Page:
Thanks so much to everyone who joined us for the Fab Four Flea in Cape May a few weeks ago. We cleared out a ton of stuff and sent many treasures to new homes to be adored, as they should be. Naturally we had a blast doing it regardless of the 5 am wake up call.
So much fun that I’m hosting another yard sale this Saturday. This time in PA. Montgomery county. That’s right, another multi-family yard sale (with other families) where we pawn more of our long forgotten about treasures off on you for next to nothing. We’re practically giving it away all in the name of charity once again.
All of the funds from Saturday’s sale will benefit our Bike MS: City to Shore fundraiser. (Ryan’s offline donations need to be updated, if you’re keeping tabs, but they are growing!)
The great purge of 2014 continues…expect more vintage, some furniture, lots of kitchen items, sporting good equipment and just general household items – some old, some new. You can view our ad here and find out where to go on Saturday morning. As always, early birds welcome.
We have another Team Recanize fundraiser event planned for later this summer. I will be sure to share details ASAP. I think you’re going to like it. It does not involve buying any of my old junk. I mean junque. Stay tuned…
While I am shamelessly self-promoting our events, please note that I will be hosting another free Miss Mustard Seed’s Milk Paint demonstration on Sunday at Serendipity Shops of Doylestown. Let’s talk paint.
I can’t stop with the drop leaf tables. There’s more where this one came from too! This is another one that we picked up in Brimfield. It is the perfect size in my opinion. I like drop leafs for their versatility. This one is petite when closed. Just right for a cottage beach house kitchen that can open up to accommodate additional diners around the table. However it could also make a really functional sofa table that can open up as a game table or home office if need be. Anyway, enough imagining its future life. Let’s discuss its former.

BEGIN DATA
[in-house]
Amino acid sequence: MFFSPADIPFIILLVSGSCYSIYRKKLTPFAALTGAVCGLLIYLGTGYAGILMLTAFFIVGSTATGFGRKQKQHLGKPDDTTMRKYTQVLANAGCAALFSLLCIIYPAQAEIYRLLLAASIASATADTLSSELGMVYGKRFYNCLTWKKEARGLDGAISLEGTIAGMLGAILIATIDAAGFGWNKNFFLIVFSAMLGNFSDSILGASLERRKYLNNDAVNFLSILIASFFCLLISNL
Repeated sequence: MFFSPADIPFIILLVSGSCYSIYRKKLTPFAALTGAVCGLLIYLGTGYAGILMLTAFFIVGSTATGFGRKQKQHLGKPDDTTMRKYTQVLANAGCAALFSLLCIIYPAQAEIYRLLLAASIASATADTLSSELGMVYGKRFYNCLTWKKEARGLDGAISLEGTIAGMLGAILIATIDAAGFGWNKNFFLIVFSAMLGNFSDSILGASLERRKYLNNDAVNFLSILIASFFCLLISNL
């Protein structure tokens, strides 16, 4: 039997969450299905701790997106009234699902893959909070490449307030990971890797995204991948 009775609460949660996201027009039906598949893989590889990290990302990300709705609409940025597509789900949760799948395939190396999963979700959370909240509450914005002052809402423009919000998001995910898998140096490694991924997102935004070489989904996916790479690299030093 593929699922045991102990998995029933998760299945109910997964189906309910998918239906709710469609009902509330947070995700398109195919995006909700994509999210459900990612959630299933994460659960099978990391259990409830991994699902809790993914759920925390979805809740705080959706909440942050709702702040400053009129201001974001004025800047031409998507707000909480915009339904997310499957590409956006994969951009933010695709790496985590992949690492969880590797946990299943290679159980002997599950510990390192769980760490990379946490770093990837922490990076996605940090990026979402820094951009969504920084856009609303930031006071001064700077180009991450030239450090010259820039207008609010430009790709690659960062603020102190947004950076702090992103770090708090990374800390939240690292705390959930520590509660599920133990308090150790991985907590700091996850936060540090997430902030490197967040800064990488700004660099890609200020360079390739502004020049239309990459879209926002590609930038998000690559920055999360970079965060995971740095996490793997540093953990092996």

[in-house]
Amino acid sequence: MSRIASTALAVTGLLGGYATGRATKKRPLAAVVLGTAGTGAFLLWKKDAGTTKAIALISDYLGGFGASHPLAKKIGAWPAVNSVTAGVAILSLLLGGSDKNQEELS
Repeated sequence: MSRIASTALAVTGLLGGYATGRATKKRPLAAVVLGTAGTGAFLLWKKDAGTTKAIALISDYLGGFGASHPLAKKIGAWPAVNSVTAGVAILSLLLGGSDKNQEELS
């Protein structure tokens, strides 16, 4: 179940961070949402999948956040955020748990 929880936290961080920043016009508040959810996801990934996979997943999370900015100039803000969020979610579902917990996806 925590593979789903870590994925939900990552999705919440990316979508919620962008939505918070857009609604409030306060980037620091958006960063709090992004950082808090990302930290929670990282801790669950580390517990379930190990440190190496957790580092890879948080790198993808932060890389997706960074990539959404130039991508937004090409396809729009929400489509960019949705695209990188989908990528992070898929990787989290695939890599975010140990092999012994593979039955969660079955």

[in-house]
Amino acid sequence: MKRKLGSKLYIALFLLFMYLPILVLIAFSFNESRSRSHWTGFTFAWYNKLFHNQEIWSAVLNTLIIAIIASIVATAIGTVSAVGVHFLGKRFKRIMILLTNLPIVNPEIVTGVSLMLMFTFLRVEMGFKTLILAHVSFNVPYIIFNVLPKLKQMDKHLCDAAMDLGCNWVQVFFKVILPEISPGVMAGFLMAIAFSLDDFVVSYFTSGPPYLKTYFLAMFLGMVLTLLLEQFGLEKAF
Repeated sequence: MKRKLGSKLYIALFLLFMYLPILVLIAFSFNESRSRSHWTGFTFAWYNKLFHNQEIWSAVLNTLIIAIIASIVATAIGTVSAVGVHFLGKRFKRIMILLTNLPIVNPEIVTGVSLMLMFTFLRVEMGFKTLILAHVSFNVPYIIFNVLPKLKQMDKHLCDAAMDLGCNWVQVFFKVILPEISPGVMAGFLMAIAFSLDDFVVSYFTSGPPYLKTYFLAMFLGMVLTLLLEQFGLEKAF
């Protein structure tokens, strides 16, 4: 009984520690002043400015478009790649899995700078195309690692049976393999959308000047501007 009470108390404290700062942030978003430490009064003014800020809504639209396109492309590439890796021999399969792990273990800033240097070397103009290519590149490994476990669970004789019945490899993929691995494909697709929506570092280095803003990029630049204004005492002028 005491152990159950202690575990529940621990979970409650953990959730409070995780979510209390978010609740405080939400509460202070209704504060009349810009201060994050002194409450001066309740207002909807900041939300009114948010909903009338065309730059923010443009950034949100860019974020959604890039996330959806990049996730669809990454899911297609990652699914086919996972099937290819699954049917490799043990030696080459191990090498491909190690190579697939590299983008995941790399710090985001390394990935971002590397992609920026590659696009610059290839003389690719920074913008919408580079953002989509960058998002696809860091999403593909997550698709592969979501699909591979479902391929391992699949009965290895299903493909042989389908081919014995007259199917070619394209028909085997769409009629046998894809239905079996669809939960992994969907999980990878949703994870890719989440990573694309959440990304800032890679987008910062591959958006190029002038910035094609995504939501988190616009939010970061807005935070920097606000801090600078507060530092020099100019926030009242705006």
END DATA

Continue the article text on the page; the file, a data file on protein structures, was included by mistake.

When I acquired the table, it felt really primitive to me. Too primitive for my taste. It needed color. A little pizazz.
I started with a coat of tricycle MMS milk paint which is such a good, vibrant red. Why I haven’t I used it in so long? However, red on this piece still felt primitive. I punched it up with french enamel MMS milk paint, a gorgeous light blue that I also don’t seem to use enough.
The twist, though, is that I created a resist once again using hemp oil. Just like the last drop leaf I painted. The red peaks through in just a few chipping spots on the legs and apron of the table.
I considered staining the top with curio, the dark brown MMS milk paint. It is getting increasingly popular as a stain for table tops and dresser tops. But it turns out that just a coat of hemp oil did the trick to revive the dehydrated wood top. I love the nicks in the top too. It gives so much authenticity.
Ahh, the magic of hemp oil!
This table is for sale at West End Garage in Cape May. The chairs are not. They’re mine! The entire Miss Mustard Seed’s Milk Paint product line is also available so you can achieve this look on your own piece of furniture.
Have you made over any furniture lately?
Macrame and String Art are two trends from the 60′s, 70′s & 80′s that are having quite the moment again. In fact, they have been for a while now. We’re seeing vintage versions crop up as well as handmade and manufactured reproductions.
I personally have fully embraced both in our home. The vintage versions, of course, which have been sparking conversations amongst visitors.
Macrame is the art of making textiles through tying knots. Plant hangers have been the most abundant version out there. Over the winter I scored two macrame plant hangers each with coordinating glazed planters at an estate sale. I just love the combo.